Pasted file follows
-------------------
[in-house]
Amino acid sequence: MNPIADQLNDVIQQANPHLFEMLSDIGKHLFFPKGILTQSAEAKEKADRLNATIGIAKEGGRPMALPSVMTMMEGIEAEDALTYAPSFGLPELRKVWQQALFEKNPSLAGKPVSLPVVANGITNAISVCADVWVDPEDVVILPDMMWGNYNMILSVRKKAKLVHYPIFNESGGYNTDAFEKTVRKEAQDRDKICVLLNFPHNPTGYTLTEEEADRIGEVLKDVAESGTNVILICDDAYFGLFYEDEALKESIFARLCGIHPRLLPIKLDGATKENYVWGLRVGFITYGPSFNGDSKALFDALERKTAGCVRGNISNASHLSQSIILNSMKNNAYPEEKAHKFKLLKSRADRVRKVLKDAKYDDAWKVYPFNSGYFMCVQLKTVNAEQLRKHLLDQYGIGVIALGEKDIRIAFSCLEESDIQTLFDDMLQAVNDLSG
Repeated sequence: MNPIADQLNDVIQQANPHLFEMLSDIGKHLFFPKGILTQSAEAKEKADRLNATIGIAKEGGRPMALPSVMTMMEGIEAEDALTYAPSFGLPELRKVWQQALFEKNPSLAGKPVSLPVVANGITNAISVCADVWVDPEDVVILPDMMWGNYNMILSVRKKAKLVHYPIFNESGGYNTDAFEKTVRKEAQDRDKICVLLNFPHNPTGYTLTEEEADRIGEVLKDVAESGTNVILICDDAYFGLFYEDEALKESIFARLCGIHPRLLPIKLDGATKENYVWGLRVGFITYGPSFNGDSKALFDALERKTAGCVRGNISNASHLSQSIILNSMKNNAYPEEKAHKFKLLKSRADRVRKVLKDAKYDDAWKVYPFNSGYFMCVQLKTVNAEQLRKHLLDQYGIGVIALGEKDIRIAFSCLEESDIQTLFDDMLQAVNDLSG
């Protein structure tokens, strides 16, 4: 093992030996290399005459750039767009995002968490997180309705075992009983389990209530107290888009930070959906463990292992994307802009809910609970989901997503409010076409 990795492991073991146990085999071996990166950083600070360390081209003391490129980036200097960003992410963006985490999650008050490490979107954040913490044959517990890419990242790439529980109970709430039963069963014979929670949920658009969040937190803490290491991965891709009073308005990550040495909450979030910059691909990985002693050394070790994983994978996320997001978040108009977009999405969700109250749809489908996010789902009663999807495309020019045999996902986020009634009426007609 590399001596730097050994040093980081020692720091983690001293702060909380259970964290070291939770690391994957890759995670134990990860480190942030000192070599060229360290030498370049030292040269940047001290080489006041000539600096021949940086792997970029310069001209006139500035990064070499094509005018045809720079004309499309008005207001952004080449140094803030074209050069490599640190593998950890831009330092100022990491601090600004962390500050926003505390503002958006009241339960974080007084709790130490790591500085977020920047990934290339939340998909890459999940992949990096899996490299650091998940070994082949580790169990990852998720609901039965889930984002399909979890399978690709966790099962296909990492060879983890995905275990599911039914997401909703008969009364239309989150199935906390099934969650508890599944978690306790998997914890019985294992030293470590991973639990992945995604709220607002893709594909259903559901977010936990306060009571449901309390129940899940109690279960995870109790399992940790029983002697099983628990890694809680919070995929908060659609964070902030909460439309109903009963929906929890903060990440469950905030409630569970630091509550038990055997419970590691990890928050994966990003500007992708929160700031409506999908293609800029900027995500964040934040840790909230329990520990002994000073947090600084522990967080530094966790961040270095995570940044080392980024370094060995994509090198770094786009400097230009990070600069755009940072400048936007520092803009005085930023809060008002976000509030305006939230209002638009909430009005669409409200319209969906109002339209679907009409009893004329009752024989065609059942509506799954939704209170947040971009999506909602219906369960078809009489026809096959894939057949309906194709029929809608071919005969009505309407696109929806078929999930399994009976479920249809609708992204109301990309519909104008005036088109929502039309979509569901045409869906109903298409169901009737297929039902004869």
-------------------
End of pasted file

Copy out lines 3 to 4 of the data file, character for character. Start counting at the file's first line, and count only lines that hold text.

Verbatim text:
Repeated sequence: MNPIADQLNDVIQQANPHLFEMLSDIGKHLFFPKGILTQSAEAKEKADRLNATIGIAKEGGRPMALPSVMTMMEGIEAEDALTYAPSFGLPELRKVWQQALFEKNPSLAGKPVSLPVVANGITNAISVCADVWVDPEDVVILPDMMWGNYNMILSVRKKAKLVHYPIFNESGGYNTDAFEKTVRKEAQDRDKICVLLNFPHNPTGYTLTEEEADRIGEVLKDVAESGTNVILICDDAYFGLFYEDEALKESIFARLCGIHPRLLPIKLDGATKENYVWGLRVGFITYGPSFNGDSKALFDALERKTAGCVRGNISNASHLSQSIILNSMKNNAYPEEKAHKFKLLKSRADRVRKVLKDAKYDDAWKVYPFNSGYFMCVQLKTVNAEQLRKHLLDQYGIGVIALGEKDIRIAFSCLEESDIQTLFDDMLQAVNDLSG
């Protein structure tokens, strides 16, 4: 093992030996290399005459750039767009995002968490997180309705075992009983389990209530107290888009930070959906463990292992994307802009809910609970989901997503409010076409 990795492991073991146990085999071996990166950083600070360390081209003391490129980036200097960003992410963006985490999650008050490490979107954040913490044959517990890419990242790439529980109970709430039963069963014979929670949920658009969040937190803490290491991965891709009073308005990550040495909450979030910059691909990985002693050394070790994983994978996320997001978040108009977009999405969700109250749809489908996010789902009663999807495309020019045999996902986020009634009426007609 590399001596730097050994040093980081020692720091983690001293702060909380259970964290070291939770690391994957890759995670134990990860480190942030000192070599060229360290030498370049030292040269940047001290080489006041000539600096021949940086792997970029310069001209006139500035990064070499094509005018045809720079004309499309008005207001952004080449140094803030074209050069490599640190593998950890831009330092100022990491601090600004962390500050926003505390503002958006009241339960974080007084709790130490790591500085977020920047990934290339939340998909890459999940992949990096899996490299650091998940070994082949580790169990990852998720609901039965889930984002399909979890399978690709966790099962296909990492060879983890995905275990599911039914997401909703008969009364239309989150199935906390099934969650508890599944978690306790998997914890019985294992030293470590991973639990992945995604709220607002893709594909259903559901977010936990306060009571449901309390129940899940109690279960995870109790399992940790029983002697099983628990890694809680919070995929908060659609964070902030909460439309109903009963929906929890903060990440469950905030409630569970630091509550038990055997419970590691990890928050994966990003500007992708929160700031409506999908293609800029900027995500964040934040840790909230329990520990002994000073947090600084522990967080530094966790961040270095995570940044080392980024370094060995994509090198770094786009400097230009990070600069755009940072400048936007520092803009005085930023809060008002976000509030305006939230209002638009909430009005669409409200319209969906109002339209679907009409009893004329009752024989065609059942509506799954939704209170947040971009999506909602219906369960078809009489026809096959894939057949309906194709029929809608071919005969009505309407696109929806078929999930399994009976479920249809609708992204109301990309519909104008005036088109929502039309979509569901045409869906109903298409169901009737297929039902004869």